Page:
Kivanc v. Ramsey, et al

District of Columbia, dcd-1:2002-cv-00954

OPINION setting out reasons for September 30, 2005 Order in which the Court denied defendants' motion for partial judgment on the pleadings and granted in part and denied in part defendants' motion for partial summary judgment. Signed by Judge Paul L. Friedman on 1/4/06. (lcplf2)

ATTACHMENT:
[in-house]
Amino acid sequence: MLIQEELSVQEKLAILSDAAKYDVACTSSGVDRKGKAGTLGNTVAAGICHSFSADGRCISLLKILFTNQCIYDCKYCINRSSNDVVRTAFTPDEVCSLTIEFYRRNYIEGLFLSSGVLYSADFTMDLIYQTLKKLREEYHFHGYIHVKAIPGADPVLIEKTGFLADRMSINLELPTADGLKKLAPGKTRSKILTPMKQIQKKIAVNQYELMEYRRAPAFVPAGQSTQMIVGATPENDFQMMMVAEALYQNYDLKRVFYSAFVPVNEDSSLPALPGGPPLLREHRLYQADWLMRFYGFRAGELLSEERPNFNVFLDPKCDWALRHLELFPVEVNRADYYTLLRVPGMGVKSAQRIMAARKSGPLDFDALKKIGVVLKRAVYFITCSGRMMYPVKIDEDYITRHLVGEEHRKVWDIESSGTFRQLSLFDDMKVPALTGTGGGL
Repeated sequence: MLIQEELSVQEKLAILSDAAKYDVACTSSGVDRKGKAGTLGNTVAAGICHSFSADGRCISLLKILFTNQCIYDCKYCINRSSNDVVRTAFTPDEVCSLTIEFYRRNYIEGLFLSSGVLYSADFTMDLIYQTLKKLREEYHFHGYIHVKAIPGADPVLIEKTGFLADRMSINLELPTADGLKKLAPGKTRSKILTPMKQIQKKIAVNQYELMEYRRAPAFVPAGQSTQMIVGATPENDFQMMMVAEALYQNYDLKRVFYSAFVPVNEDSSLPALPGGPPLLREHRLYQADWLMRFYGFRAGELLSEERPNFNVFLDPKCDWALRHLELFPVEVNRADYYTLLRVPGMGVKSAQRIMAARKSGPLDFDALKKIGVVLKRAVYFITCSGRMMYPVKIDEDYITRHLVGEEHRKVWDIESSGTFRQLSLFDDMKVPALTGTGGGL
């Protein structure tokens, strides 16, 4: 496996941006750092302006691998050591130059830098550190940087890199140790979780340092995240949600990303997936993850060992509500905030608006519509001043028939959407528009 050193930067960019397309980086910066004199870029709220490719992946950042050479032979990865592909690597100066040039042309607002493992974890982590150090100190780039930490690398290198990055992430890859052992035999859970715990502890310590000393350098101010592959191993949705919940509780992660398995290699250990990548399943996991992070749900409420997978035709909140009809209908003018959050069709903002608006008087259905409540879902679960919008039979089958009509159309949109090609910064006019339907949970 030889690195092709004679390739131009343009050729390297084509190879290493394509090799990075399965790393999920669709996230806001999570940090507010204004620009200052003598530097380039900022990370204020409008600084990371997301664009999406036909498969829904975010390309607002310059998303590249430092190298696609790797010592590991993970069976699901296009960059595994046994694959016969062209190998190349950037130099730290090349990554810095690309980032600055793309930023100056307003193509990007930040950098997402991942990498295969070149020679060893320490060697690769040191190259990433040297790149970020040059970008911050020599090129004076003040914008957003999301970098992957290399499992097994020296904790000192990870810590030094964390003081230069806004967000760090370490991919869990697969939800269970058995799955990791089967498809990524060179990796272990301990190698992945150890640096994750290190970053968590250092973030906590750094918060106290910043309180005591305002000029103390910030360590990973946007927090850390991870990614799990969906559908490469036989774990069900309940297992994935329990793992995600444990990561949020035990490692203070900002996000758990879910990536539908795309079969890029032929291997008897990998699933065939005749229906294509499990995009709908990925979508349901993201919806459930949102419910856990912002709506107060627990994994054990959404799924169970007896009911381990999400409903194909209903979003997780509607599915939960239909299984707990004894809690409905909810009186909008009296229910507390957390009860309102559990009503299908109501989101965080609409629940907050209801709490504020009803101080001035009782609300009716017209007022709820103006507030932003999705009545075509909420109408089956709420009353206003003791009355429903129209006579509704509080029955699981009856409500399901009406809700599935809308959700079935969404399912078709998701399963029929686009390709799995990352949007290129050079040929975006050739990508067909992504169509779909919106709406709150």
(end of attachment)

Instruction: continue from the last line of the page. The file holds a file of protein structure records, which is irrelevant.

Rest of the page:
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7 UNITED STATES DISTRICT COURT FOR THE DISTRICT OF COLUMBIA ____________________________________) TUNC M. KIVANC,)) Plaintiff,)) v.)) Civil Action No. 02-0954 (PLF) CHIEF CHARLES RAMSEY, et al.,)) Defendants.) ____________________________________) OPINION This matter is before the Court on defendants' motion for partial judgment on the pleadings and defendants' motion for partial summary judgment. Defendants have moved for partial judgment on the pleadings with respect to: (1) claims against Chief of Police Charles Ramsey in his official capacity; (2) negligent training and supervision claims against Chief Ramsey and the District of Columbia; and (3) conspiracy claims against defendants Lieutenant Diane Groomes and Officer Richard Ehrlich. The defendants have moved for partial summary judgment with respect to: (1) the negligent training and supervision claims against Chief Ramsey and the District of Columbia; (2) negligence claims against Lieutenant Groomes and Officer Ehrlich; (3) the demand for punitive damages against the District of Columbia; and (4) Section 1983 claims against Chief Ramsey and the District of Columbia.1 The Court entered an order on September 30, 2005 denying defendants' motion for partial judgment on the pleadings and granting in part and denying in part defendants' motion 1 Plaintiff now has voluntarily dismissed his Section 1983 claim against Chief Ramsey in his individual capacity. 7 for partial summary judgment. This Opinion explains the reasons for that Order. I. BACKGROUND Plaintiff Tunc Kivanc alleges that at approximately 3:15 a.m. on September 1, 2001, he left Cities Restaurant, located at 2424 18th Street, N.W., in the District of Columbia, retrieved his car from the valet and then parked it in a legal space so that he could make plans with his friends who were waiting for their cars. See Complaint ¶ 13. Plaintiff alleges that he then made eye contact with defendant Lieutenant Diane Groomes who was in her vehicle in traffic. See id. ¶ 14. Lieutenant Groomes was shouting at him to "get out of here," and so he moved towards his car and asked her if there was a problem with where the car was parked. See id. ¶ 15. Groomes "became infuriated," got out of her car, and threatened to jail plaintiff. See id. ¶ 16. Plaintiff maintains that as he prepared to move his car, Groomes advanced, punched him through the open window of his car, pulled him from the car, and repeated that he would go to jail. See id. ¶ 17. Groomes then called for more officers. See id. ¶ 18. Officer Richard Ehrlich arrived and allegedly yelled at plaintiff to stop resisting and to get on the ground, although plaintiff maintains that he was not resisting. See Complaint ¶ 19. Plaintiff alleges that Officer Ehrlich fell upon plaintiff, began to hit him, ripped his shirt, pushed him onto his car and threw him to the ground with the help of two other officers, one of whom shocked plaintiff with a stun gun. See id. ¶ 20. The officers allegedly continued to punch, kick, and hit plaintiff as he lay on the pavement. See id. Plaintiff then was put into a police car and driven to the Adams Morgan Precinct. See id. ¶ 23. Officers told plaintiff that he had been arrested for assault on a police officer, and plaintiff spent the night in jail without being permitted to contact counsel. See id. ¶ 24. The next morning he was escorted to a courtroom 2 7 where he was told that all charges had been dropped. See id. ¶ 25. II. MOTION FOR PARTIAL JUDGMENT ON THE PLEADINGS A. Standard The standard applied to motions for judgment on the pleadings under Rule 12(c) of the Federal Rules of Civil Procedure is essentially the same as that for motions to dismiss under Rule 12(b)(6) for failure to state a claim. See Ramirez v. Dep't of Corrections, 222 F.3d 1238, 1240-41 (10th Cir. 2000); Haynesworth v. Miller, 820 F.2d 1245, 1254 (D.C. Cir. 1987); Transworld Products Co. v. Canteen Corp., 908 F. Supp. 1, 2 (D.D.C. 1995). On either motion, the Court may not rely on facts outside the pleadings and must construe the complaint in the light most favorable to the non-moving party. See Kowal v. MCI Communications Corp., 16 F.3d 1271, 1276 (D.C. Cir. 1994). Granting judgment on the pleadings under Rule 12(c) or a motion to dismiss for failure to state a claim under Rule 12(b)(6) is warranted only if it appears beyond doubt, based on the allegations contained in the complaint, that "the plaintiff can prove no set of facts in support of his claim which would entitle him to relief." Conley v. Gibson, 355 U.S. 41, 45-46 (1957). See also Alicke v. MCI Communications Corp., 111 F.3d 909, 912 (D.C. Cir. 1997). If the Court does rely on matters outside the pleadings under either Rule 12(c) or Rule 12(b)(6), it must treat the motion as if it were one for summary judgment. See FED. R. CIV. P. 12(b), (c). 3 7 B. Suit against Chief Ramsey in his Official Capacity Defendants maintain that because a claim against a municipal official in his official capacity is tantamount to a claim against the municipality itself, naming Chief Ramsey as a defendant in his official capacity is duplicative and unnecessary. See Memorandum of Points and Authorities in Support of Defendant's Motion for Partial Judgement on the Pleadings ("Def. Mem. for Partial J. on Pleadings") at 3. To this end, defendants cite several cases noting that the true party in interest in a suit against a municipal official in his official capacity is the entity of which the official is an agent. See, e.g., Karcher v. May, 484 U.S. 72, 78 (1987); Brandon v. Holt, 469 U.S. 464, 471-72 (1985). But, as plaintiff notes, none of the cases cited by defendants hold that a local official may not be sued in his official capacity when the municipality itself is also sued, and the Court is confident that defendants will suffer no prejudice as a result of Chief Ramsey's name appearing in the case caption. Defendants' motion for judgment with respect to the official capacity claim against Chief Ramsey therefore is denied. C. Negligent Training and Supervision: Chief Ramsey and the District of Columbia Defendants next argue that plaintiff's claims against Chief Ramsey and the District of Columbia for negligent training and supervision of MPD officers fail to meet the pleading standards of Rule 8(a) of the Federal Rules of Civil Procedure, as plaintiff "has made no allegations that Defendant Ramsey has any personal knowledge of any facts germane to the subject incident to support liability against him." Def. Mem. for Partial J. on Pleadings at 4. Nor has plaintiff "alleged any specific facts to support a conclusion that Groomes and Ehrlich, or any of the unnamed officers, were inadequately trained or supervised." Id. Plaintiff responds that the 4 7 complaint is specific enough. Moreover, although it appears from the face of plaintiff's complaint that his Section 1983 claims were alleged separate and apart from his negligent training and supervision claim, plaintiff now maintains that his negligent training and supervision claim is brought under Section 1983 as well as under the common law. Plaintiff's Opposition to Defendants' Motion for Partial Judgment on the Pleadings ("Pl.'s Opp. to Defs.' Mot. for Partial J. on Pleadings") at 2-3. Although defendants are correct that the Complaint's Seventh Cause of Action, entitled "Negligent Training and Supervision: District of Columbia and Chief Charles Ramsey," makes no mention of Section 1983, the Court is confident that the Complaint, when read as a whole under the liberal pleading standards of Rule 8 of the Federal Rules of Civil Procedure, provides defendants with sufficient notice of plaintiff's claim. See FED. R. CIV. P. 8(f). With respect to Section 1983 negligent training and supervision claims, the D.C. Circuit has held that "it is possible for a Section 1983 plaintiff to satisfy Rule 8 by alleging both a failure to train and an unusually serious instance of misconduct that, on its face, raises doubts about a municipality's training policies." Atchinson v. District of Columbia, 73 F.3d 418, 421 (D.C. Cir. 1996). The Court notes that the District of Columbia also recognizes the common law tort of negligent training and supervision. See Phelan v. City of Mount Rainier, 805 A.2d 930, 937-38 (D.C. 2002); Murphy v. Army Distaff Foundation, Inc., 458 A.2d 61, 63-64 (D.C. 1983); see also Tarpeh-Doe v. United States, 28 F.3d 120, 123-24 (D.C. Cir. 1994); Bisco v. Arlington County, 738 F.2d 1352, 1365 (D.C. Cir. 1984); Marusa v. District of Columbia, 484 F.2d 828, 830-31 (D.C. Cir. 1973). "To invoke this theory of liability [under District of Columbia law] it is incumbent upon a party to show that an employer knew or should have known its employee 5 7 behaved in a dangerous or otherwise incompetent manner, and that the employer, armed with that actual or constructive knowledge, failed to adequately supervise the employee." Giles v. Shell Oil Corp., 487 A.2d 610, 613 (D.C. 1985). Plaintiff must also aver, and ultimately prove, that the defendants' failings were substantial factors in bringing about the harm complained of. Tarpeh-Doe v. United States, 28 F.3d at 124. The Complaint alleges that Ramsey and the District had a "duty to properly train, supervise, investigate and correct improper actions of MPD officers," that Ramsey and the District of Columbia "recklessly" breached that duty, and that the breach was the "direct and proximate cause of the substantial and severe injuries" sustained by plaintiff. Complaint ¶¶ 73- 76. Plaintiff further avers that he was attacked unprovoked by a police officer, that several other officers later joined the attack, and that the officers eventually assaulted and battered a crowd of bystanders that witnessed the melee and questioned officers about their conduct. See Complaint ¶¶ 15, 17-20, 22. Accepting these allegations as true, as the Court must on a motion for judgment on the pleadings, the Court finds that plaintiff has alleged both a failure to train and an unusually serious instance of misconduct that raises doubts about the District of Columbia's training policies for police officers, and therefore states valid common law and Section 1983 claims against Ramsey and the District of Columbia for negligent training and supervision.2 2 Defendants also move for summary judgment with respect to plaintiff's negligent training and supervision claim against Chief Ramsey and the District of Columbia. Defendants' arguments in support of summary judgment, however, merely reiterate defendants' arguments for judgment on the pleadings and assert that allowing plaintiff to proceed under a theory of negligent training and supervision would be unnecessary and duplicative because defendants already have conceded that the defendant police officers were acting within the scope of their employment at the time of the incident. Because defendants' motion for summary judgment on this claim does not rely on material outside the pleadings, the Court will deny defendants' motion for partial summary judgment as well. 6 7 D. Conspiracy: Police Officers Defendants next maintain that plaintiff's conspiracy claim against Lieutenant Groomes, Officer Ehrlich, and other unnamed officers must fail because he "does not allege any facts sufficient to constitute a conspiracy or identified [sic] proper parties who can engage in a conspiracy." Def. Mem. for Partial J. on Pleadings at 5. Defendants' first argument, that plaintiff fails to allege any facts sufficient to constitute a conspiracy, is without merit. Civil conspiracy has two elements: " an agreement to take part in an unlawful action or a lawful action in an unlawful manner," and "an overt tortious act in furtherance of the agreement that causes injury." Halberstam v. Welch, 705 F.2d 472, 479 (D.C. Cir. 1983); see Hall v. Clinton, 285 F.3d 74, 82-83 (D.C. Cir. 2002).3 Plaintiff has alleged that "Lt. Groomes and Officer Ehrlich, and other unnamed Police Officers, by their actions and through common design. . . unlawfully conspired to assault and batter Mr. Kivanc," and that these defendants "conspired to file a file a false police report to cover up their transgressions," causing "as a result of this conspiracy. . . physical and emotional injury." Complaint ¶¶ 59-61. These allegations are certainly sufficient to state a claim for conspiracy, in that plaintiff identifies an agreement ("through common design") to "assault and batter" plaintiff and to cover up the assault and battery with a false police report. The complaint also alleges that defendants achieved this objective and caused plaintiff injuries as a result. See Complaint ¶¶ 40-57. 3 As Judge Leon recently stated, in the civil context, a conspiracy is a "combination of two or more persons acting in concert to commit an unlawful act, or to commit a lawful act by unlawful means, the principal element of which is an agreement between the parties to inflict a wrong against or injury upon another, and an overt [tortious] act that results in damage." Brady v. Livingood, 360 F. Supp. 2d 94, 104 (D.D.C. 2004) (quoting Graves v. United States, 961 F. Supp. 314, 320 (D.D.C. 1997) (emphasis in original). 7 7 Defendants' second argument, that plaintiff has failed to identify proper parties who are capable of participating in a conspiracy, merits more attention. Defendants maintain that the "intracorporate conspiracy doctrine" prevents plaintiff from pursuing his conspiracy claim, arguing that "a corporation cannot conspire with itself any more than a private individual can, and it is the general rule that the acts of the agent are the acts of the corporation." Nelson Radio & Supply Co. v. Motorola, Inc., 200 F.2d 911, 914 (5th Cir. 1952); see Hilliard v. Ferguson, 30 F.3d 649, 653 (5th Cir. 1994). The intracorporate conspiracy doctrine was created "to shield corporations and their employees from conspiracy liability for routine, collaborative business decisions that are later alleged to be discriminatory," and therefore has been held by most courts not to shield defendants from conspiracy claims brought under Section 1983 based on police misconduct. See Newsome v. James, 2000 U.S. Dist. LEXIS 5678, at *46 (N.D. Ill. 2000).4 As in Newsome, the decisions alleged to have been made by the police officers in this case were "not the product of routine police department decision-making," and therefore "the conduct plaintiff challenges here does not fit [the] mold" of the intracorporate conspiracy doctrine cases. Id. See also Williams v. Brown, 269 F. Supp. 2d 987, 994 (N.D. Ill. 2003). The Court is not persuaded that agreements to conceal assault and battery with false police reports — as plaintiff alleges in this case — could conceivably be classified as the products of routine police department decision-making. The Court declines the defendants' invitation to adopt a categorical policy that it is legally impossible 4 The Court has failed to find a ruling by any court of appeals applying the intracorporate conspiracy doctrine to Section 1983 actions. And while the circuits are split on the application of the doctrine to Section 1985(3) claims, the D.C. Circuit has yet to address the issue. 8 7 for one police officer to conspire with another to deprive an individual of his rights under Section 1983. Plaintiff's allegations are sufficient to survive a Rule 12(c) motion, as the Court could imagine a set of facts that plaintiff might prove consistent with his allegations that would entitle him to relief. See Conley v. Gibson, 355 U.S. at 45-46. III. MOTION FOR PARTIAL SUMMARY JUDGMENT A. Summary Judgment Standard Summary judgment shall be granted if the pleadings, depositions, answers to interrogatories and admissions on file, together with the affidavits or declarations, if any, demonstrate that there is no genuine issue as to any material fact and that the moving party is entitled to judgment as a matter of law. See FED. R. CIV. P. 56(c). Material facts are those that "might affect the outcome of the suit under the governing law." Anderson v. Liberty Lobby, Inc., 477 U.S. 242, 248 (1986). When considering a summary judgment motion, "[t]he evidence of the nonmovant is to be believed, and all justifiable inferences are to be drawn in [his] favor." Id. at 255; see also Washington Post Co. v. United States Dep't of Health and Human Services, 865 F.2d 320, 325 (D.C. Cir. 1989). On a motion for summary judgment, the non-moving party's opposition must consist of more than mere unsupported allegations or denials and must be supported by affidavits or other competent evidence setting forth specific facts showing that there is a genuine issue for trial. See FED. R. CIV. P. 56(e); Celotex Corp. v. Catrett, 477 U.S. 317, 324 (1986). The non-moving party is "required to provide evidence that would permit a reasonable jury to find" in his favor. Laningham v. United States Navy, 813 F.2d 1236, 1242 (D.C. Cir. 1987). If the 9 7 non-movant's evidence is "merely colorable" or "not significantly probative," summary judgment may be granted. See Anderson v. Liberty Lobby, Inc., 477 U.S. at 249-50. To defeat summary judgment, a plaintiff must have more than "a scintilla of evidence to support his claims." Freedman v. MCI Telecommunications Corp., 255 F.3d 840, 845 (D.C. Cir. 2001). B. Negligence: Police Officers Defendants argue that plaintiff cannot maintain a common law negligence claim against Groomes, Ehrlich, and other unnamed officers as plaintiff is merely presenting his assault and battery claim under a different name. Plaintiff alleges that defendants "negligently caused the assault and battery of Mr. Kivanc," breaching their "duty to exercise due care in the arrest of Mr. Kivanc," and causing plaintiff injuries. Complaint ¶¶ 64-67. The Court is "not bound by plaintiff's characterization of the action," and may examine whether plaintiff is actually pleading a negligence claim. Maddox v. Bano, 422 A.2d 763, 765 (D.C. 1980). First and foremost, "there is no such thing as a negligent battery," 1 DOBBS, LAW OF TORTS § 26 at 51 (2001); see District of Columbia v. Chinn, 839 A.2d 701, 706 (D.C. 2003), nor a negligent assault. See Sabir v. District of Columbia, 755 A.2d 449, 452 (D.C. 2000); Hudson v. District of Columbia, 2005 WL 1378905, at *4 (D.D.C. 2005). The District of Columbia Court of Appeals requires that "both negligence and battery claims, in order to go to the jury, must be separate and distinct from each other, even though related, and each of the two counts must be supported by the necessary evidence." District of Columbia v. Chinn, 839 A.2d at 707. 10 7 Plaintiff has failed to allege separate and distinct claims or proffer evidence that supports both claims. Instead of pleading or demonstrating through the evidence that Groomes or Ehrlich committed a negligent act, plaintiff simply alleges that he was attacked, beaten, and jailed by defendants without provocation. This is not negligence, but the intentional tort of assault and battery. Invoking the words "duty," "breach," "cause," and "injury" does not transform an intentional tort into negligence. The Court therefore grants summary judgment for defendants on plaintiff's Fifth Cause of Action of negligence against Groomes, Ehrlich, and the unnamed officers. C. Punitive Damages: District of Columbia Defendants next argue that plaintiff cannot recover punitive damages from the District of Columbia in this case as a matter of law. See Defendants' Motion for Partial Summary Judgment ("Defs.' Mot. for PSJ") at 15. The Court agrees. Punitive damages are not available against the District of Columbia absent an express statutory mandate or, possibly, in "extraordinary circumstances." See City of Newport v. Fact Concerts, Inc., 453 U.S. 247 (1981); Butera v. District of Columbia, 235 F.3d 637, 658 (D.C. Cir. 2001); Smith v. District of Columbia, 336 A.2d 831, 832 (D.C. 1975). The D.C. Circuit has interpreted "extraordinary circumstances" as situations "where a jurisdiction's taxpayers are directly responsible for perpetrating the policies that caused [a] plaintiff's injuries," or where "a municipality or its policymakers have intentionally adopted [an] unconstitutional policy that caused the damages in question." Daskalea v. District of Columbia, 227 F.3d 433, 447 (D.C. Cir. 2000); see Butera v. District of Columbia, 235 F.3d at 658. 11 7 Plaintiff cites no statute authorizing punitive damages against the District of Columbia and fails to proffer any evidence that "extraordinary circumstances" are present in this case. The Court therefore finds that punitive damages are unavailable against the District of Columbia and grants summary judgment in favor of defendants on this issue. D. Section 1983: District of Columbia and Chief Ramsey Finally, defendants assert that plaintiff cannot maintain his Section 1983 claims against the District of Columbia or against Chief Ramsey in his individual capacity. See Defs.' Mot. for PSJ at 8-11. Although plaintiff now has voluntarily dismissed his Section 1983 claim against Chief Ramsey in his individual capacity, plaintiff continues to press his Section 1983 claim against the District of Columbia. See Plaintiff's Opposition to Defendants' Motion for Partial Summary Judgment ("Pl.'s Opp. to PSJ") at 4. n.6. While Section 1983 claims can be maintained against municipalities, see Monell v. Dep't of Soc. Servs., 436 U.S. 658 (1978), "a municipality can be found liable under Section 1983 only where the municipality itself causes the constitutional violation at issue. Respondeat superior or vicarious liability will not attach under Section 1983." City of Canton v. Harris, 489 U.S. 378, 387 (1989) (emphasis in original). Moreover, "[a] city is answerable under Monell when an official policy or custom causes the complainant to suffer a deprivation of a constitutional right." Carter v. District of Columbia, 795 F.2d 116, 122 (D.C. 1986). A municipality's "inaction, including its failure to train or supervise its employees adequately, constitutes a 'policy or custom' under Monell when it can be said that the failure amounts to 'deliberate indifference' towards the constitutional rights of persons in its domain.'" Daskalea v. 12 7 District of Columbia, 227 F.3d at 441 (quoting City of Canton v. Harris, 489 U.S. at 388-89 n.7). Identifying one "unsatisfactorily trained [officer] will not alone suffice to fasten liability on [a] city"; instead, "[only] where a failure to train reflects a 'deliberate' or 'conscious' choice by a municipality. . . can a city be liable." City of Canton v. Harris, 489 U.S. at 391, 389. "A Section 1983 plaintiff must prove, in addition to a policy of deliberate indifference, a close nexus between 'the identified deficiency in a city's training program' and 'the ultimate injury.'" Dorman v. District of Columbia, 888 F.2d 159, 165 (D.C. Cir. 1989) (quoting City of Canton v. Harris, 489 U.S. at 391). Plaintiff alleges that the District of Columbia and Chief Ramsey exhibited a "disregard for the rights of others, in particular those of [plaintiff]," and that their "failure to act" resulted in plaintiff's injuries. Complaint ¶¶ 75-76. Plaintiff also maintains that the evidence in the record establishes seven facts supporting municipal liability. First, Lieutenant Groomes is a "high ranking supervisory official in the police department." Pl.'s Opp. to PSJ at 6; see Dep. of Plaintiff Tunc Kivanc ("Dep. of Kivanc"), Ex. 1 at 52-69; Dep. of Menan Saydam ("Dep. of Saydam"), Ex. 2 at 33-49. Second, at least four police officers "acted in concert to deprive plaintiff of his constitutional rights." Pl.'s Opp. to PSJ at 6; see Opp. of Defs. to Pl.'s Mot. to Compel Discovery at 2; Dep. of Saydam, Ex. 2 at 61-62. Third, at least thirty other police officers witnessed and aided Groomes in arresting plaintiff. See Answers to Interrogatories of Lt. Groomes, Ex. 3, # 12; Dep. of Lt. Groomes Ex. 4 at 38; Dep. of Officer Ehrlich, Ex. 5 at 30; Answers to Interrogatories of Officer Ehrlich, Ex. 6, # 13. Fourth, "some of these additional officers assaulted numerous other innocent bystanders, amounting to a police 'riot.'" Pl.'s Opp. to PSJ at 6-7; see Dep. of Kivanc, Ex. 1 at 64, 104, 108, 114-115; Dep. of Saydam, Ex. 2 at 72- 13 7 73; Pl.'s Supplemental Disclosure (Corrected), Docket No. 28. Fifth, "at least two officers conspired to file a false police report concerning the incident to cover up their transgressions." Pl.'s Opp. to PSJ at 7; see Dep. of Lt. Groomes, Ex. 4 at 30-32 (describing inaccuracies in plaintiff's arrest report); Dep. of Officer Ehrlich, Ex. 5 at 41-42 (stating that Lt. Groomes instructed Ehrlich to include information in the arrest report that Groomes denied in her deposition). Sixth, "a call to police headquarters during the incident to report the misconduct was ignored." Pl.'s Opp. to PSJ at 7; see Pl.'s Supplemental Disclosure (Corrected), Docket No. 28 (designating Azheh Mahoozi as a witness who will testify that, despite assurances to the contrary, headquarters did not send an officer to investigate the melee). Seventh, several police officers refused to provide witnesses with a citizen complaint form upon their requests. See Dep. of Kivanc, Ex. 1 at 138; Dep. of Saydam, Ex. 2 at 78-79.5 Plaintiff argues, essentially, that the sheer number of officers involved in the deprivation of his rights demonstrates a District of Columbia policy or custom of tolerating such conduct. To support his argument, the plaintiff cites the police officers involved in plaintiff's arrest and the subsequent melee, those officers who harmed plaintiff personally, those who attacked witnesses, and those who refused to provide plaintiff or other witnesses with a citizen complaint form. Plaintiff further argues that the District of Columbia's policies in handling citizen complaints against police officers, in those situations where complainants actually receive 5 Plaintiff also cites, as evidence of a municipal policy or custom of inadequate police training, a newspaper article describing inappropriate police conduct during a mass arrest in September 2002. See Arthur Santana, D.C. Council Probing Police Conduct in Protests, WASH. POST, Apr. 29, 2003, at B03. The Court does not think that newspaper articles alone are sufficient evidence of a municipality's policy or custom. 14 7 complaint forms, is perfunctory and excessively deferential to the police. Finally, plaintiff maintains that the fact that Ehrlich and Groomes have prior and unsustained complaints against them for excessive force and assault and battery is more evidence that the District of Columbia and its policymakers know that the Metropolitan Police Department inadequately trains and supervises its officers, but remain deliberately indifferent to the harms these policies have caused plaintiff and others. In the Court's view, plaintiff has not offered sufficient evidence at this stage to demonstrate that the District of Columbia's policies in evaluating citizen complaints alone rises to the level of deliberate indifference under Section 1983. Compare Beck v. City of Pittsburgh, 89 F.3d 966 (3rd Cir. 1996). Nor do the existence of unproved, unsubstantiated or unresolved complaints against Ehrlich and Groomes demonstrate deliberate indifference on the part of the District of Columbia. Anyone can file a complaint. The question is whether the prior acts by these officers have been proved or substantiated in other fora. The question, then, is whether, drawing all reasonable inferences in plaintiff's favor, he has proffered enough evidence to permit the case to go forward to trial where plaintiff might be able to establish the existence of a municipal policy or custom by the alleged behavior of the many police officers during and after his arrest. There is precedent for the proposition that "where other evidence of the [unconstitutional] policy has been presented, and the single incident in question involves the concerted action of a large contingent of municipal employees, the event itself provides some proof of the existence of the underlying policy or custom." Bordanaro v. McLeod, 871 F.2d 1151, 1156-57 (1st Cir. 1989) (citations omitted). Still, the "complainants must demonstrate a high degree of fault" and "a close causal nexus between the identified 15 7 deficiency in the city's training program and the ultimate injury." Ferrell v. Walker, 1991 U.S. Dist. LEXIS 1523, at *5 (D.D.C. 1991) (citing City of Canton v. Harris, 489 U.S. 378); see, e.g., Kibbe v. City of Springfield, 777 F.2d 801, 807 (1st Cir. 1985) (finding deliberate indifference where plaintiff was killed by police in a car chase and evidence indicated that police department "gave officers virtually no guidance in apprehending suspects fleeing in motor vehicles" while one officer testified that "his training on stopping a car consisted of being told to move up behind it, put on his lights and siren, and hope the suspect pulls over."); Grandstaff v. City of Borger, Texas, 767 F.2d 161, 171 (5th Cir. 1985) (finding deliberate indifference where six officers – the entire night shift of the police force in question – recklessly shot to death an innocent man during pursuit of another suspect). Plaintiff's allegations that Metropolitan Police Department officers attacked plaintiff, assaulted bystanders, caused a riot, filed a false police report, and denied plaintiff and citizen witnesses complaint forms are extremely serious. Viewed in the light most favorable to the plaintiff, it would appear that the MPD officers engaged in a concerted scheme to deprive plaintiff of his rights, beginning at the time of his arrest and the subsequent melee and continuing over a period of days during which police reports were falsified. Furthermore, plaintiff's allegation that a phone call to the police station during the melee was ignored would seem to suggest that it was not merely the officers at the scene, but those who were uninvolved in the physical altercation and presumably not being directed by those involved in the altercation, who participated in this pattern of abuse. Given the variety of abuses, the number of officers, and time period during which these abuses allegedly took place, the plaintiff has created a genuine issue of material fact as to whether the combination of these factors can demonstrate that the 16 7 District of Columbia was "deliberately indifferent" to plaintiff's constitutional rights and whether this deliberate indifference is causally related to plaintiff's injuries. The Court therefore denies defendant's motion for summary judgment on plaintiff's Section 1983 claim against the District of Columbia. IV. CONCLUSION For the foregoing reasons, the Court will denies defendants' motion for partial judgment on the pleadings, but grants in part and denies in part defendants' motion for partial summary judgment. An Order consistent with this Opinion issued on September 30, 2005. SO ORDERED. ____/s/___________________________ PAUL L. FRIEDMAN United States District Judge DATE: January 4, 2006 17